xQc slams SleightlyMusical’s “weird” YouTube apology after LilyPichu drama

Sleightlymusical and xQc side by sideYouTube: SleightlyMusical / Twitch: xQc

Felix ‘xQc’ Lengyel has criticized Albert ‘SleightlyMusical’ Chang on his return to social media after a year-long hiatus since admitting to cheating on Lily ‘LilyPichu’ Ki, claiming his YouTube apology video was “weird, highly-produced, and highly-manipulated.”

SleightlyMusical was thrusted into the spotlight in November 2019 after multiple members of the OfflineTV community, including ex-partner LilyPichu, claimed he had cheated on her.

He called it “the worst decision of his life,” and went on a social media hiatus for almost a year. He made an apology back then, but has since returned and opened up a bit more about what he’s done over the past year.

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However, xQc isn’t buying it.

The Canadian Twitch star has criticized Chang for releasing a “highly-produced” 11 minute return video, saying he should have just made an apology and moved on.

“This is so weird. If you’ve made a big fuck up publicly, why make a highly-produced, highly-manipulated video? Just make a formal apology and move on with your life man. Don’t try and fabricate hype for it ⁠— that’s even more weird,” xQc said while watching the video on his October 5 Twitch stream.

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“It’s a big mistake. Just apologize with the facts ⁠— fucked up, here’s the facts, apology, move on. If people are not going to let you move on, it’s not because of how you apologized. Making a video won’t do shit.”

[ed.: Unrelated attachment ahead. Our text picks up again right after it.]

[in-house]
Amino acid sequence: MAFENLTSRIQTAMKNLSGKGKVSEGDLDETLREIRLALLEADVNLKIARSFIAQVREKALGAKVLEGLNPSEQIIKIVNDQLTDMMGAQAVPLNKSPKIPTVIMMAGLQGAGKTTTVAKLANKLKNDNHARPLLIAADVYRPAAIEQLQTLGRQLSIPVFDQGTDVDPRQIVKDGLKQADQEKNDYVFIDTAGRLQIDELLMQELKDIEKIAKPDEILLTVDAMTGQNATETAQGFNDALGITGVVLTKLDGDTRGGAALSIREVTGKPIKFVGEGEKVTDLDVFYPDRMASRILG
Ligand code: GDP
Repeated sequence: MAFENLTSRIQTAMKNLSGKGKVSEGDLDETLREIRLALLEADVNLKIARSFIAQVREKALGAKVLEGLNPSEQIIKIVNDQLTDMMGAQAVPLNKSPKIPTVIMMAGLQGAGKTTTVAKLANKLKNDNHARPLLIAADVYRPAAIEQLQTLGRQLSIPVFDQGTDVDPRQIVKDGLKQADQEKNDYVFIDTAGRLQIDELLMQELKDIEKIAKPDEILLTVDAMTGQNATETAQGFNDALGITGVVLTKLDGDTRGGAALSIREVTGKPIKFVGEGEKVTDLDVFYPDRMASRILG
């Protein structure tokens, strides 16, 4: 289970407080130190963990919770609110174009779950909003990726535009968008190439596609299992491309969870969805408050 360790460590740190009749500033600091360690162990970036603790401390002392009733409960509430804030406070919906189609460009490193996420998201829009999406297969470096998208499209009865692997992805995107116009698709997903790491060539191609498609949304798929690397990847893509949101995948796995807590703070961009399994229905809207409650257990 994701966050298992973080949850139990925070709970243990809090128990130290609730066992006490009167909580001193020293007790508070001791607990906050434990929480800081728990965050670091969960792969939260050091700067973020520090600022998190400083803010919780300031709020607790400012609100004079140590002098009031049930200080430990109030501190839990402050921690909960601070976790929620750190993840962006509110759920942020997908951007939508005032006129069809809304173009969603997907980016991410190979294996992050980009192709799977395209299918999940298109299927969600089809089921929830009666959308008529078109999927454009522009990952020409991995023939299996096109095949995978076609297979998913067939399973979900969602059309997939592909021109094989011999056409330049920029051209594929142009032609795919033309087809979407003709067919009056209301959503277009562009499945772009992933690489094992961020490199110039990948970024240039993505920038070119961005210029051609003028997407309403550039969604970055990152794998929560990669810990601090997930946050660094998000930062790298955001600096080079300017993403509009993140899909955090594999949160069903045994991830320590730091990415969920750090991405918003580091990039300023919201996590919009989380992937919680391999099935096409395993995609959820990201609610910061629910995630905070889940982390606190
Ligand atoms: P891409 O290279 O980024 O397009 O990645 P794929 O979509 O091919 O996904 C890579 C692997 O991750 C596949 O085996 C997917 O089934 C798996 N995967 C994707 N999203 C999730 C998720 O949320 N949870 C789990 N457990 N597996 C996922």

xQc also stated that no matter what he does in the video, the minds of critics would already be made up. He said it was just a case of how the internet is nowadays.

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“People that won’t forgive you, won’t forgive you if you make a highly-produced video or apology. If you lay the facts how it is, no filter, people that want to forgive you will, and those that don’t want to won’t.”

He also disagrees with Chang’s own claim that he was ‘canceled’ after the cheating scandal came to light. xQc instead believes that if Chang streamed the day after news came to light, he would have been able to rake in even more attention.

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“You didn’t get canceled. That’s not what being canceled means. That’s not true. If he went live the next day, he would have had more viewers than the day before. He chose to cancel himself. Being cancelled is where even if you want to reach something, you can’t because they cut off your arms ⁠— when you lose the means…your platform, your voice.”

Chang’s return video, which was uploaded on October 5, has been viewed over 100,000 times within 12 hours. It’s unclear if Chang will be making a full-time return to content creation, although he has been working on “several creative projects [he’s] passionate about.”

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“I don’t know if the people I’ve hurt will accept my apologies. All I can do is work towards the day where I can forgive myself.”

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